Tag Archives: honesty

Who I like and why I like them.

I like my friends. They don’t have to physically be there for me every second of every day, but I know they are always a phone call away. I know they love me, despite the distance and time between us. I know I have not been forgotten and I know I will never forget them, because they put so much sunshine into my life. Throughout the years and all of our fears, mistakes, and disagreements, we stick together because we know that every second is a blessing, a learning experience, a test of our strength. When reunited, it feels like the stars are all lined up, the world is full of rainbows and butterflies, and life appears bigger and full of endless possibilities. This is perhaps the most corny thing I have ever written, but it’s true. It’s how I feel. It’s how I hope they feel. Everything just feels right, even if everything is totally wrong and chaos surrounds us.

I liked them because they do not seek to be the center of attention. They are not selfish I like them because they listen, laugh, and love more than they talk, complain, and hate. We always have the most fun, even when doing nothing. I like them because we have similar values. We make it a point to be bluntly honest with each other, because we know the value of truth and correction. They usually use their common sense, they know their self-worth, their lives do not revolve around other’s opinions of them.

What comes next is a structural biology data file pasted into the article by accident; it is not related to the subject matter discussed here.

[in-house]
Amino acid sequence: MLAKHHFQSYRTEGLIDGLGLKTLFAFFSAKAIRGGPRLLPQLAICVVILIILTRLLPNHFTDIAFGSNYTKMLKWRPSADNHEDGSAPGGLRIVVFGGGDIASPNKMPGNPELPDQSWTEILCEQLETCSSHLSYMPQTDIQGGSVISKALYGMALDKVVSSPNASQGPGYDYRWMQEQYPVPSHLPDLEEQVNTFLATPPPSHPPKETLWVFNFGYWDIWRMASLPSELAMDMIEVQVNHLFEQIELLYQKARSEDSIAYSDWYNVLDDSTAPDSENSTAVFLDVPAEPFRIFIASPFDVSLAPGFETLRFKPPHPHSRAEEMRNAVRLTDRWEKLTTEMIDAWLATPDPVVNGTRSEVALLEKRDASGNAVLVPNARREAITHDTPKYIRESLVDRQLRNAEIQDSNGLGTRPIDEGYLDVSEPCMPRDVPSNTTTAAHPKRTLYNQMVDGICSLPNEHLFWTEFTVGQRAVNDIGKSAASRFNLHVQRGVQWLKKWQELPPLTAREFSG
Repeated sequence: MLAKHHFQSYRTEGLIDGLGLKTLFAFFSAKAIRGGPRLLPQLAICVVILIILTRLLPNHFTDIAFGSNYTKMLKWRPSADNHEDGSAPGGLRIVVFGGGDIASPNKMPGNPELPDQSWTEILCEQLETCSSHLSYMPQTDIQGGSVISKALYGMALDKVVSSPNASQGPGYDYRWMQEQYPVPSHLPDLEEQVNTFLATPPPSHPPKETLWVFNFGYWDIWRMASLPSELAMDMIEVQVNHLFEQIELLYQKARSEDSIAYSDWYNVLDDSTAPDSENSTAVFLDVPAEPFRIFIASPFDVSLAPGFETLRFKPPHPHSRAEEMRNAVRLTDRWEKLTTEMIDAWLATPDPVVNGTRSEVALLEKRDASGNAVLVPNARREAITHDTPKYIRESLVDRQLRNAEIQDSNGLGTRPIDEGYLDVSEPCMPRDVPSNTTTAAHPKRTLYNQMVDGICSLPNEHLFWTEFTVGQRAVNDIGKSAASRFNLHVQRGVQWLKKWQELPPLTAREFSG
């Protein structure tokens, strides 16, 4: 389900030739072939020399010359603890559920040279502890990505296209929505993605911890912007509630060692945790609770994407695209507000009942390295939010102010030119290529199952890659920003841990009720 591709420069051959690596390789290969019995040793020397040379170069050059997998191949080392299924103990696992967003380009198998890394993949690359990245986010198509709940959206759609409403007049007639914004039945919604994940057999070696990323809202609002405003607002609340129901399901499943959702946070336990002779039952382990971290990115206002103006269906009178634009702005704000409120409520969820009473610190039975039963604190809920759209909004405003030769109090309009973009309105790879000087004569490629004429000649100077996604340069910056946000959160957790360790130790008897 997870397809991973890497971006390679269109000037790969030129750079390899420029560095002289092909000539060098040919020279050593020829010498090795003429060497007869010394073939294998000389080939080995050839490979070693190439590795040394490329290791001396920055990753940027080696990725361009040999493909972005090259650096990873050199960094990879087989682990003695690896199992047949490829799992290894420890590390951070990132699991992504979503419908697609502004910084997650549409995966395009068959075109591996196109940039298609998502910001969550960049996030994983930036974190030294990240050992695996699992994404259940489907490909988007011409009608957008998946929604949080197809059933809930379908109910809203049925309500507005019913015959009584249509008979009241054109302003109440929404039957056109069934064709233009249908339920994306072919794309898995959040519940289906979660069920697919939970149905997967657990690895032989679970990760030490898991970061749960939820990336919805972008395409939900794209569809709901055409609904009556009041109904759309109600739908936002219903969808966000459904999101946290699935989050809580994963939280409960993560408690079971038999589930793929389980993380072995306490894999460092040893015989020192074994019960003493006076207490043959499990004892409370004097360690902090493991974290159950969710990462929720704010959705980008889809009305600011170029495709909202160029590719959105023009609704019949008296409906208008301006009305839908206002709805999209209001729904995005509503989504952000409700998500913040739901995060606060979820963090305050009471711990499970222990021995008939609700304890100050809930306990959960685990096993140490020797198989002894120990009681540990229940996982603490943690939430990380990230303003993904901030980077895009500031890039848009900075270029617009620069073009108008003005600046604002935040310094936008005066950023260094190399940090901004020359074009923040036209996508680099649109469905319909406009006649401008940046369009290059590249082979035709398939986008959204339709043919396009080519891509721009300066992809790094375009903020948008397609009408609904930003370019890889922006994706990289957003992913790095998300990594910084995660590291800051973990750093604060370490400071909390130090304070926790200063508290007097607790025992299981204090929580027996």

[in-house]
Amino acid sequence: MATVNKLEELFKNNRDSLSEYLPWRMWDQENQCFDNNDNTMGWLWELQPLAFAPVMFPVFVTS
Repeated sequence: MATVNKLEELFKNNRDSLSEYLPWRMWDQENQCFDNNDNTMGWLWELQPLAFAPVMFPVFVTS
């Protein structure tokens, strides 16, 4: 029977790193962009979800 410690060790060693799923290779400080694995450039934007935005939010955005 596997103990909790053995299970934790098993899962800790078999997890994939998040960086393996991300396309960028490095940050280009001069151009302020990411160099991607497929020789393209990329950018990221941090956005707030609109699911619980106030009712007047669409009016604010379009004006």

I like my friends. We don’t put labels on our friendships, we just let them be. We know they are special, and although we do not have time in our every day life to communicate, we value them all the same. 

I love my best friends. Why? Because their friendship is unconditional.

 

 

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Mr. Meets-My-Criteria is not always Mr. Right

Note: This is a personal story, and sharing it makes me feel even more awful for breaking a heart. I hope I can forgive myself one day, just like he forgave me.  I apologize for the cheesiness in this story beforehand, but this was one of the many lessons in my life that has taught me to seek pure happiness- the kind that comes from within, rather than  the “happiness” that is defined for us by society, by our friends, and by our own insecurities.

There once was a boy.